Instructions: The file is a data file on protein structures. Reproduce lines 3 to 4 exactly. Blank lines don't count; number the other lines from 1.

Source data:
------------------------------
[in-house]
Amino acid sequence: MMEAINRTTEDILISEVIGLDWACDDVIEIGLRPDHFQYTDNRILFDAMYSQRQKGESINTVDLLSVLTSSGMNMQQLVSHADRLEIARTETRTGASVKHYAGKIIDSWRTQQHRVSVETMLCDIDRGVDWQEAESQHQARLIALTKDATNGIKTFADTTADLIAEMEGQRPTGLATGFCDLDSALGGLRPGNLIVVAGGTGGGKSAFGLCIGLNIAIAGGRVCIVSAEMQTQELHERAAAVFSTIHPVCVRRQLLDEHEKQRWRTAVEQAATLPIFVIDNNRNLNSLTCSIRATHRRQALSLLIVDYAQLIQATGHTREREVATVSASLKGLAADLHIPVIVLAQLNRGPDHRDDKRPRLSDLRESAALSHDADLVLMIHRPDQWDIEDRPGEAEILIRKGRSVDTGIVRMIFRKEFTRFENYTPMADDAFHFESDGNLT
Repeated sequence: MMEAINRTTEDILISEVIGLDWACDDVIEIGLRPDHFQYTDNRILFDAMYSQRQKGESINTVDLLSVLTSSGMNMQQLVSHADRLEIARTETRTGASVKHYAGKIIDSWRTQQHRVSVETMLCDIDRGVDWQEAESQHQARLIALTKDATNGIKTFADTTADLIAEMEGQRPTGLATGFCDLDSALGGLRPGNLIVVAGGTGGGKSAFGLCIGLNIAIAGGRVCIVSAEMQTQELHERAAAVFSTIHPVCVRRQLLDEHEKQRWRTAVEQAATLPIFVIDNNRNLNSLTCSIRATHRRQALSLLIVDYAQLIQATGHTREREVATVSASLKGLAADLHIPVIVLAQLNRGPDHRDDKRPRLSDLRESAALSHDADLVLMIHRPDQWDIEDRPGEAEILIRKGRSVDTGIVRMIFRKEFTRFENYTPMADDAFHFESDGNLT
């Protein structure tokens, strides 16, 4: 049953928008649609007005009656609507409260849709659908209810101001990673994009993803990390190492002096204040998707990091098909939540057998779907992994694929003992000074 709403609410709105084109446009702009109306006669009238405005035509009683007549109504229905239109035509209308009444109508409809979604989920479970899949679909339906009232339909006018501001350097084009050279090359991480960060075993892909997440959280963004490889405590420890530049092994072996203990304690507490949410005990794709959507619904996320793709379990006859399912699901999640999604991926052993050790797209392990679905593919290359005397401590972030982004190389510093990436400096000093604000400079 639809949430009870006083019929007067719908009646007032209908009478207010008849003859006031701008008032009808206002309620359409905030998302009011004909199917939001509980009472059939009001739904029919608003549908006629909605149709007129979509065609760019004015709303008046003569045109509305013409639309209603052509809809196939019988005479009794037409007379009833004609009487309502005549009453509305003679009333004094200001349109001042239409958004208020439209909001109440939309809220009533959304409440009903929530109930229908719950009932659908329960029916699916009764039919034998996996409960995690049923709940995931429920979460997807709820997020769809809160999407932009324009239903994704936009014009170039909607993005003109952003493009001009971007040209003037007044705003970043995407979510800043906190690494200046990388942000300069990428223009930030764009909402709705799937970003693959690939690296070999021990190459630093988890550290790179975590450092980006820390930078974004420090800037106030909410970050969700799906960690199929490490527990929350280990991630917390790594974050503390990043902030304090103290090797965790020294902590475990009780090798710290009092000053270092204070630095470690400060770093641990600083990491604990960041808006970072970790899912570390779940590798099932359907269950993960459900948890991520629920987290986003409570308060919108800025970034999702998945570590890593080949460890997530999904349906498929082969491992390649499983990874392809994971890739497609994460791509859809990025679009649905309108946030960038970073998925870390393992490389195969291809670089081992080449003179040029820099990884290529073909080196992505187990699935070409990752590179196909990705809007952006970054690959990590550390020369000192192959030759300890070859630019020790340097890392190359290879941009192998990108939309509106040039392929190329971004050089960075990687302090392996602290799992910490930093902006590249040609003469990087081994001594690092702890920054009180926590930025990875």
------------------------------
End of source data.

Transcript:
Repeated sequence: MMEAINRTTEDILISEVIGLDWACDDVIEIGLRPDHFQYTDNRILFDAMYSQRQKGESINTVDLLSVLTSSGMNMQQLVSHADRLEIARTETRTGASVKHYAGKIIDSWRTQQHRVSVETMLCDIDRGVDWQEAESQHQARLIALTKDATNGIKTFADTTADLIAEMEGQRPTGLATGFCDLDSALGGLRPGNLIVVAGGTGGGKSAFGLCIGLNIAIAGGRVCIVSAEMQTQELHERAAAVFSTIHPVCVRRQLLDEHEKQRWRTAVEQAATLPIFVIDNNRNLNSLTCSIRATHRRQALSLLIVDYAQLIQATGHTREREVATVSASLKGLAADLHIPVIVLAQLNRGPDHRDDKRPRLSDLRESAALSHDADLVLMIHRPDQWDIEDRPGEAEILIRKGRSVDTGIVRMIFRKEFTRFENYTPMADDAFHFESDGNLT
């Protein structure tokens, strides 16, 4: 049953928008649609007005009656609507409260849709659908209810101001990673994009993803990390190492002096204040998707990091098909939540057998779907992994694929003992000074 709403609410709105084109446009702009109306006669009238405005035509009683007549109504229905239109035509209308009444109508409809979604989920479970899949679909339906009232339909006018501001350097084009050279090359991480960060075993892909997440959280963004490889405590420890530049092994072996203990304690507490949410005990794709959507619904996320793709379990006859399912699901999640999604991926052993050790797209392990679905593919290359005397401590972030982004190389510093990436400096000093604000400079 639809949430009870006083019929007067719908009646007032209908009478207010008849003859006031701008008032009808206002309620359409905030998302009011004909199917939001509980009472059939009001739904029919608003549908006629909605149709007129979509065609760019004015709303008046003569045109509305013409639309209603052509809809196939019988005479009794037409007379009833004609009487309502005549009453509305003679009333004094200001349109001042239409958004208020439209909001109440939309809220009533959304409440009903929530109930229908719950009932659908329960029916699916009764039919034998996996409960995690049923709940995931429920979460997807709820997020769809809160999407932009324009239903994704936009014009170039909607993005003109952003493009001009971007040209003037007044705003970043995407979510800043906190690494200046990388942000300069990428223009930030764009909402709705799937970003693959690939690296070999021990190459630093988890550290790179975590450092980006820390930078974004420090800037106030909410970050969700799906960690199929490490527990929350280990991630917390790594974050503390990043902030304090103290090797965790020294902590475990009780090798710290009092000053270092204070630095470690400060770093641990600083990491604990960041808006970072970790899912570390779940590798099932359907269950993960459900948890991520629920987290986003409570308060919108800025970034999702998945570590890593080949460890997530999904349906498929082969491992390649499983990874392809994971890739497609994460791509859809990025679009649905309108946030960038970073998925870390393992490389195969291809670089081992080449003179040029820099990884290529073909080196992505187990699935070409990752590179196909990705809007952006970054690959990590550390020369000192192959030759300890070859630019020790340097890392190359290879941009192998990108939309509106040039392929190329971004050089960075990687302090392996602290799992910490930093902006590249040609003469990087081994001594690092702890920054009180926590930025990875």